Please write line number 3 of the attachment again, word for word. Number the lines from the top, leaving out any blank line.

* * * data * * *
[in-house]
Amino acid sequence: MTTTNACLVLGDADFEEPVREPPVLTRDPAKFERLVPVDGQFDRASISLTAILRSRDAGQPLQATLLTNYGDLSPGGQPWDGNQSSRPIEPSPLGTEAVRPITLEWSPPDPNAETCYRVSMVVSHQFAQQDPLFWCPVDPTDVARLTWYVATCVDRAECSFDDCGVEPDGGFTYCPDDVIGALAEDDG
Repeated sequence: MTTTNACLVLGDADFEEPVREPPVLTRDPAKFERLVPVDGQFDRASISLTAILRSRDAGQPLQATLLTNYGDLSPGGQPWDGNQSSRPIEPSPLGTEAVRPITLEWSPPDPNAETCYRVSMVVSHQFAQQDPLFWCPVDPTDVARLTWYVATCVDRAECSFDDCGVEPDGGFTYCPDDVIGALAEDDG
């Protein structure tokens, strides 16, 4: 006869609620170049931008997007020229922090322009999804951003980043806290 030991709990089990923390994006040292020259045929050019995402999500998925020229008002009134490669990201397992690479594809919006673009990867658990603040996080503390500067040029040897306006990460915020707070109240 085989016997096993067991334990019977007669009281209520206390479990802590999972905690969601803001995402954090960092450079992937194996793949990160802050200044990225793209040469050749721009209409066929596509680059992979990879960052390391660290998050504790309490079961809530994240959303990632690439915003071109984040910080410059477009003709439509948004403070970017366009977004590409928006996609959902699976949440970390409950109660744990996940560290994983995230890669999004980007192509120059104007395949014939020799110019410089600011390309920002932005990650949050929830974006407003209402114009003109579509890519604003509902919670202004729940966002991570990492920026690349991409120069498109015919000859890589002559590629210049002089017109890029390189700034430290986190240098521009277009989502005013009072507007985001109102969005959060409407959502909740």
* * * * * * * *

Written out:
Repeated sequence: MTTTNACLVLGDADFEEPVREPPVLTRDPAKFERLVPVDGQFDRASISLTAILRSRDAGQPLQATLLTNYGDLSPGGQPWDGNQSSRPIEPSPLGTEAVRPITLEWSPPDPNAETCYRVSMVVSHQFAQQDPLFWCPVDPTDVARLTWYVATCVDRAECSFDDCGVEPDGGFTYCPDDVIGALAEDDG